Generally, meditation retreats worldwide cater to a vegetarian diet, considering the fact that most spiritual practitioners in the west avoid eating meat. But still this does not mean any vegetarian or vegan food will be conducive to our meditation practice. In order to maintain sufficient levels of energy throughout a long day of practice, at least two meals a day should include a whole grain, providing the brain with a sufficient amount of energy in the form of complex carbohydrate allowing a gradual breakdown of the sugars in the body and sustaining these levels of energy for many hours. This is the wiser alternative to serving white rice, bread, pasta or any other refined grain, causing the energy level to fluctuate rapidly, creating fatigue by the late afternoon, a time when many practitioners testify they have a hard time concentrating or keeping awake during meditations. The same applies to over-eating and eating large amounts of protein in the form of meat or legumes.
Fluctuation of the mind is also known to be one of the struggles in retreats. Obviously, we cannot control the mind’s activity as we try to cultivate a steady and calm witness, observing these thoughts as they arise and pass away in our field of consciousness. But we can give ourselves a proper support by avoiding spices in our food, garlic, onions and stimulants such as coffee and black tea, sugar and food which contains chemicals. These have a direct effect on the thought process and by keeping it simple we can create a big support to a calm mind and deeper meditation.
The chemical and molecular structure of the food we eat is not the only aspect of our food that will effect the quality of our mind’s activity. It is the subtle aspect of the energy of the food which also has a profound impact. Putting it in Macrobiotic terms, The more Yin foods we consume in the form of fruit, dairy, sweets, spices, etc., the more expansive, dull, lazy and fatigued our mind will become; the more Yang food in the form of salty food and animal food, the more our mind will become contracted, tight, rigid and aggressive, not allowing relaxation and surrender in meditation practice. Thus a balanced diet focusing on the middle of the spectrum of Yin and Yang, consisting of whole grains, vegetables and beans will provide us with sufficient, balanced and harmonious energy to connect to the subtle aspects of life and nature. Our meditation practice in fact is a form of connecting to life in a more direct and harmonious way, so beginning with this attitude on the physical level with a balanced and harmonious diet will simply give a proper base for this movement to unfold.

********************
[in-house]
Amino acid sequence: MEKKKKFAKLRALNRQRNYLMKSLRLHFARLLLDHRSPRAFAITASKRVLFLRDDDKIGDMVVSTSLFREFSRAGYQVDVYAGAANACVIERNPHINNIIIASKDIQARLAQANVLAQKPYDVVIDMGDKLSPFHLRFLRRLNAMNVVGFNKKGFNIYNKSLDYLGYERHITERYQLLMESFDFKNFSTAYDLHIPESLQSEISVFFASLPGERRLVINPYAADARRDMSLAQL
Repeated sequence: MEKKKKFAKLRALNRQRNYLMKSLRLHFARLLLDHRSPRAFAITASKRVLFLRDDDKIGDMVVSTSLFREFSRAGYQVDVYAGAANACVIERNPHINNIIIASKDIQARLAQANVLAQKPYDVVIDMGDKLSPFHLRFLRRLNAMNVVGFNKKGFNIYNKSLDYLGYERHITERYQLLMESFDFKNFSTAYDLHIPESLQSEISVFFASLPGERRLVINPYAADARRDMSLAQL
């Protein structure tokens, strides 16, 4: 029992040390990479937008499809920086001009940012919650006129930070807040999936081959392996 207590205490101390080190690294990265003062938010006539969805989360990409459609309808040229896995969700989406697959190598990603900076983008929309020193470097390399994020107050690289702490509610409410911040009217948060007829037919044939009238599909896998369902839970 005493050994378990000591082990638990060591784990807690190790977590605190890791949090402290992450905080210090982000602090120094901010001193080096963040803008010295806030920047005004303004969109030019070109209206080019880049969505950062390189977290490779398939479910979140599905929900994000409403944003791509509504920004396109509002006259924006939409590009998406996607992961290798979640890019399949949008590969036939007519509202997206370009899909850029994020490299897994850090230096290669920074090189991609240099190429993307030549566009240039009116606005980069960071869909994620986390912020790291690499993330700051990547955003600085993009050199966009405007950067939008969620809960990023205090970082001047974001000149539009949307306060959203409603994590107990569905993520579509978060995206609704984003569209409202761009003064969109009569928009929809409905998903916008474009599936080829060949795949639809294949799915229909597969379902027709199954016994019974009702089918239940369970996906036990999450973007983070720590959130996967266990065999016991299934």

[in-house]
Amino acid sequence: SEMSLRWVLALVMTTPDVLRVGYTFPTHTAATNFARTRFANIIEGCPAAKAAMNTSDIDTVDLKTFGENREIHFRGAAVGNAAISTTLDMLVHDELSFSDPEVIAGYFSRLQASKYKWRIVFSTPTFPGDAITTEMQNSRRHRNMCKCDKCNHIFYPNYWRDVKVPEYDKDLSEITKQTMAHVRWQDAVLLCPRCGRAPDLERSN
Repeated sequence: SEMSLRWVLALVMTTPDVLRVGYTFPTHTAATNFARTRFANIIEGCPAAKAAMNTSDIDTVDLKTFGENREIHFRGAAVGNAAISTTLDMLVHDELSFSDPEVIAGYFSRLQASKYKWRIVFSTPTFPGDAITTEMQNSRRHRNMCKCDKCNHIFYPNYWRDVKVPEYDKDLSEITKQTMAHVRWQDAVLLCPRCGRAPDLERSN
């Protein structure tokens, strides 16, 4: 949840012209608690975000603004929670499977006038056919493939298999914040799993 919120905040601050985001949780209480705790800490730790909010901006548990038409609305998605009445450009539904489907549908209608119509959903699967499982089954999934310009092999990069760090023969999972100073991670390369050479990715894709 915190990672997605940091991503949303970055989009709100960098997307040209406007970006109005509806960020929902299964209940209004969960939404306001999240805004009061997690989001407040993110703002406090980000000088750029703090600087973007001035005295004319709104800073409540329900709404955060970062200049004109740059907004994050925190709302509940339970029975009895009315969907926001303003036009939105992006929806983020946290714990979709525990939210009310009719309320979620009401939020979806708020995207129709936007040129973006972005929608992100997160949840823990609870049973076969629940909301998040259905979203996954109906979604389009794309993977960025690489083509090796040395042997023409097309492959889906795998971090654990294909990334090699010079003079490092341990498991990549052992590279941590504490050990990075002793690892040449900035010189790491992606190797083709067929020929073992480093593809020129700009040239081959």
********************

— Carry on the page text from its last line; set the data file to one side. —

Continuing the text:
This correlates to the Yogic point of view regarding the energy channels running through our body. The main channel, Susumna Nadi runs along the spine and connecting our lower aspects of the physical and mental structure with the higher, more divine ones. This channel is accompanied by two secondary channels, Ida Nadi and Pingala Nadi representing the feminine, Yin energy and the Yang, masculine energy, respectively. Once a balance is achieved in these two Nadis via different Yoga techniques, meditation, breathing exercises etc., the energy in Susumna nadi will flow freely and allow us to reach higher states of consciousness. The flow of energy in the Nadis is affected also by the food we put in our bodies, and by maintaining a proper balance between these energies in applying the Yin-Yang principals to the food we eat we can greatly influence the level of our spiritual development. A clean, simple and wholesome diet has been practiced for centuries in this way all over the world, recognizing that the benefits do not amount to merely better health and weight loss, but that it goes much deeper…
Our physical body functions as a vehicle. A prefect vessel to be used in order to realize the divine consciousness that we are. It is by using the intricate functions of this vessel in a balanced and harmonious way, by giving it the proper nourishment on the physical level that it can be utilized for its higher functions on the mental and spiritual levels. This must begin with the mundane foodstuff as this is our most direct and immediate access point to influencing our entire being on all levels. Bringing our awareness into matter, transforming it into aspiration, harmony, peace and bringing forth spiritual evolution.